In the case of CWDM we are talking about no amplifier, in fact, CWDM occupy so much of the optical bandwidth and using the amplifier is unrealistic.
Moreover, in order to use uncooled sources, the channels are so spaced in frequency that there is no problem in using thin film filters to select them, avoiding any distortion due to filter cascading.
The challenge is designing CWDM systems is to satisfy the requirements in terms of power budget by maintaining the cost effectiveness that customers except from this technology.
There exist two types of CWDM systems on the market, that are directed to different applications: pure CWDM and mixed DWDM and CWDM.
Pure CWDM systems are exclusively tailored on CWDM technology. Generally, they are simple machines whose main added value is the low cost.
These systems are generally completed with regenerators and fixed ADMs based on thin film technology and are used in the metro access area and in rural areas where the local exchanges are particularly far from the hub of the regional network.
Mixed CWDM and DWDM systems are instead capable to host on the same platform both CWDM and DWDM channels following the ITU-T standard channel allocation. The current international telecommunications union (ITU-T) proposal for CWDM system include placing 18 CWDM channels on a 20-nm spaced grid that spans the wavelength range from 1270 to 1610 nm. ZWP fibers have low attenuation over the 1360 to 1440 nm spectral range that comprises the E-band, allowing efficient transmission on the four CWDM channels located within the E-band. Thus, the modern full spectrum fibers enable transmission on the 16 now-loss CDWM channels located over the wavelength range from 1310 to 1610 nm.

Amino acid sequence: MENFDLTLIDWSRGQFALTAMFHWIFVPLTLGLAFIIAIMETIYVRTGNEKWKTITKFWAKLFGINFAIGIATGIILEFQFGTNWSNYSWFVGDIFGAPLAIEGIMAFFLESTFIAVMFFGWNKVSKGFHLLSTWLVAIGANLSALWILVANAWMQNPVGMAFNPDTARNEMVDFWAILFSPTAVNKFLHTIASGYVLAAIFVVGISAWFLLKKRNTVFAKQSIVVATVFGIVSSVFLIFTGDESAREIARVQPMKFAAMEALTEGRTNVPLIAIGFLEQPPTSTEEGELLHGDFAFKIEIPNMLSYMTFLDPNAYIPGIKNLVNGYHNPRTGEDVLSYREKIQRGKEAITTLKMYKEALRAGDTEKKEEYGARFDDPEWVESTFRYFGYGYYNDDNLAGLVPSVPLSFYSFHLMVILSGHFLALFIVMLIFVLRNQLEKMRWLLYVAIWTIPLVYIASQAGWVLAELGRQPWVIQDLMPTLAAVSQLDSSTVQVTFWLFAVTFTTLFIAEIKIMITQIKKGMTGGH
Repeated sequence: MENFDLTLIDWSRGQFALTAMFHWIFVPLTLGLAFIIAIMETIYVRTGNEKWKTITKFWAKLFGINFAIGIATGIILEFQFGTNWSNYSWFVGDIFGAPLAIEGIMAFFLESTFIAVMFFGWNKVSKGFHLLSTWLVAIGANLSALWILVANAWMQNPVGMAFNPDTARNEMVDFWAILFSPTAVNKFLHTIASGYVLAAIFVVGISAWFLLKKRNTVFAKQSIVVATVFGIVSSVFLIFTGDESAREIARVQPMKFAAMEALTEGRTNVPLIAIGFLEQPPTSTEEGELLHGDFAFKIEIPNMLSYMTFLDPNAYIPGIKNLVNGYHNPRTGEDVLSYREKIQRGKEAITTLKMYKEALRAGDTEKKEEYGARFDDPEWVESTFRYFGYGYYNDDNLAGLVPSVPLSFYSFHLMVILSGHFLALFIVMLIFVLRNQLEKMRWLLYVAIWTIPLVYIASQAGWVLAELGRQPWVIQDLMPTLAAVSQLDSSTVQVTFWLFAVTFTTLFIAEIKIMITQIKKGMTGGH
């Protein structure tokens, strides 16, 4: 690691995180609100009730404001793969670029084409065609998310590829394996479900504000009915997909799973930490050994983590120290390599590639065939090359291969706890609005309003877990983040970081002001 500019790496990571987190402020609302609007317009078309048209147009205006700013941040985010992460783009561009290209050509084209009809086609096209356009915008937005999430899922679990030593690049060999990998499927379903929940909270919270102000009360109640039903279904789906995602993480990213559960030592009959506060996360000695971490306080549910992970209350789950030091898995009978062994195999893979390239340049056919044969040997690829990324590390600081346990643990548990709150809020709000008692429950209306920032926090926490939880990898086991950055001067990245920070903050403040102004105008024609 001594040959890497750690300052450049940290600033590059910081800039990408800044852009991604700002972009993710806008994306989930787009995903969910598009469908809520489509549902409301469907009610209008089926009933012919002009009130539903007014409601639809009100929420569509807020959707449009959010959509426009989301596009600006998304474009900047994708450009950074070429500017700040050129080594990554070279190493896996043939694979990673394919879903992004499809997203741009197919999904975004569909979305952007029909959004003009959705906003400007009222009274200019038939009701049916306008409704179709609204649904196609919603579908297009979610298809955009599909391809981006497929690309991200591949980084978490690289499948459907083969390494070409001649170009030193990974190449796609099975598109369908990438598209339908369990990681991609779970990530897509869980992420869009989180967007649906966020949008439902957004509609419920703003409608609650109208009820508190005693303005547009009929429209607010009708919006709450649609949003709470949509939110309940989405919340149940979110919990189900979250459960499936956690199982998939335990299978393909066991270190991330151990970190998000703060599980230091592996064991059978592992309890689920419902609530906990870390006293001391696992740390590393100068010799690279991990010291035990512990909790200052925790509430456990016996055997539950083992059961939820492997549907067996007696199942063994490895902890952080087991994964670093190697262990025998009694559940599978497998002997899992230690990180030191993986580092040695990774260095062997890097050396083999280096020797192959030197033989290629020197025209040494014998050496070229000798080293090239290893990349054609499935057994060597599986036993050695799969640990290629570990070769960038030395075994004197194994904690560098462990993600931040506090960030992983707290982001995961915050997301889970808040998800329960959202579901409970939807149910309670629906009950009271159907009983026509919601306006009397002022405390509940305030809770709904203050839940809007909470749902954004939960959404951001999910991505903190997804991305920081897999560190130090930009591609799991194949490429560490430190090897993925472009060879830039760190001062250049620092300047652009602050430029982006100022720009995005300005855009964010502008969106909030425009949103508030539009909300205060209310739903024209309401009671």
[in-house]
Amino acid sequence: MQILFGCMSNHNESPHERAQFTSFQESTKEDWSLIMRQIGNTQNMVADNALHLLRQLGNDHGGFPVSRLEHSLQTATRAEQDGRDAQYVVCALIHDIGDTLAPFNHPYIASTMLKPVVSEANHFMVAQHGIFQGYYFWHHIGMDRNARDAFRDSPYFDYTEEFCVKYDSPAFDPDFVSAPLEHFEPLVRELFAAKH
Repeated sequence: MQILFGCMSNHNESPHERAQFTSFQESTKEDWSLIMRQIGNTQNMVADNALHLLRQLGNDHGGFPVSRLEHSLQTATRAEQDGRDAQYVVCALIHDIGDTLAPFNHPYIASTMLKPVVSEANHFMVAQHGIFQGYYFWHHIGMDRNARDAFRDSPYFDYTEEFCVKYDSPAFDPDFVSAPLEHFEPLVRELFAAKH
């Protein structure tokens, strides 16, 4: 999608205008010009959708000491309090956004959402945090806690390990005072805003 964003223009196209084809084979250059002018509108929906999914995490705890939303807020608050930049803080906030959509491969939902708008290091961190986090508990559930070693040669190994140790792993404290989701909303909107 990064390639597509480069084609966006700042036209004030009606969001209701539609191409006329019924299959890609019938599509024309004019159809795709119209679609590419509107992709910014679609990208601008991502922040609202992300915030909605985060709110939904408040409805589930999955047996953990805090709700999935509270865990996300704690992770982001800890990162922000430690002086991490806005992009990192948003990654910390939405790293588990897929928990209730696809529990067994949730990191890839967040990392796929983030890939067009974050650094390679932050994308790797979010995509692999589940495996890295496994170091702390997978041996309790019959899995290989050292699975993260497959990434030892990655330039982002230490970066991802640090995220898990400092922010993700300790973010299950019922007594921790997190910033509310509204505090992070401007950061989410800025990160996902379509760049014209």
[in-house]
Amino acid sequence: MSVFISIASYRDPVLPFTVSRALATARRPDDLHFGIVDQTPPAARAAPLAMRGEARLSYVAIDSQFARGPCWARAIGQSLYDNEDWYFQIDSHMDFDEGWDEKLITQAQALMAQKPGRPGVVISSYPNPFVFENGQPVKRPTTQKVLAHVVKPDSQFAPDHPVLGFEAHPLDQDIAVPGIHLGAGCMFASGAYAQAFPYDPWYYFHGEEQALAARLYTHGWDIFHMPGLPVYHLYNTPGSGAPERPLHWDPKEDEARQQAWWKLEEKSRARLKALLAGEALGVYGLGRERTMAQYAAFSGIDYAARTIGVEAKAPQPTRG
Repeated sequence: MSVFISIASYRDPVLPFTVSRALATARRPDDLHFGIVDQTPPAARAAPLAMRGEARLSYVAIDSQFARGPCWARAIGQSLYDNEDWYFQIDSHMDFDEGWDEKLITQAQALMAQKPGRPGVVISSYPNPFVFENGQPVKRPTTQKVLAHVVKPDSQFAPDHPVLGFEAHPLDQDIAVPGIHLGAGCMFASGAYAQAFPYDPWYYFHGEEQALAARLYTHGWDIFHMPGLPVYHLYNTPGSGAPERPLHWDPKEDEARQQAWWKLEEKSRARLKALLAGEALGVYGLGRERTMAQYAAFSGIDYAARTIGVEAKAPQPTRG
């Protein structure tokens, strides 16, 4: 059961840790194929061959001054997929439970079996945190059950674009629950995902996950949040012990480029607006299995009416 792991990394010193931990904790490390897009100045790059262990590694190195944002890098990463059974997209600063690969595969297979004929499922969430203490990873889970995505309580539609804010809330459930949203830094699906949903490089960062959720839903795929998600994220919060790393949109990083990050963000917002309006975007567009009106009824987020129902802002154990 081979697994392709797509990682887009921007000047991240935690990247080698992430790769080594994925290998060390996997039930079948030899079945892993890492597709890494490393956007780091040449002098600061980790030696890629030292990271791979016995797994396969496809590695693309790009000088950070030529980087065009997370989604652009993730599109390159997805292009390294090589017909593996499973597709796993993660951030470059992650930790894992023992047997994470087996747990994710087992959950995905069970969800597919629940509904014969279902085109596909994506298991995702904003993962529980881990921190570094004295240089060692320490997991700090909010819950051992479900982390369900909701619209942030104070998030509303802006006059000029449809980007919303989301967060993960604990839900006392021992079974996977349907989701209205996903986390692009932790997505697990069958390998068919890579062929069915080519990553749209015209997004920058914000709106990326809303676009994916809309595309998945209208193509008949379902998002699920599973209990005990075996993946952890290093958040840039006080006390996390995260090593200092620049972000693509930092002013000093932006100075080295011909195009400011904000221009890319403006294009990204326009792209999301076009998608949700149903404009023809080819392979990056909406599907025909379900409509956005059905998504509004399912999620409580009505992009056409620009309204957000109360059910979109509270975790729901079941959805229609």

The multiplexing stage of mixed systems is generally composed by a first CWDM multiplexer, and a second DWDM channels that fills with DWDM channels the CWDM passbands located in C band.
These kinds of system have higher cost with respect to pure CWDM, but allow slower growth after the installation using CWDM channels and faster when using DWDM configuration.
Even if CWDM interface at 10Gbit/s exist and are used mainly for backhauling of remote local exchange in rural areas, more frequently CWDM wavelengths carry 2.5Gbit/s SDH/SONET frame or directly application related formates line Fiber channel and FICON for data related application or Gbit ethernet for small distance connections.
Typical power budget of 2.5Gbit/s CWDM systems are 8dB for short-haul applications, 12dB for long-haul, and up to 16dB for extremely long connections.
An example of CWDM system used to backhaul three small local offices to a hub. The adopted architecture is a protected bus that exploits the fibers already installed in the field. The first local exchange is reached by a complete path diversity, also using two divers OADMs, since there were available two nearby but different paths but the OADM location is only one since two nearby locations were not available. In considering this architecture, it is to take into account that in rural areas, the points of presence not always are real central offices, but could also be street cabinets where the local equipment is located.
If you want to know more about CWDM, welcome to visit the website. http://www.fs.com/
Article Source: http://www.china-cable-suppliers.com/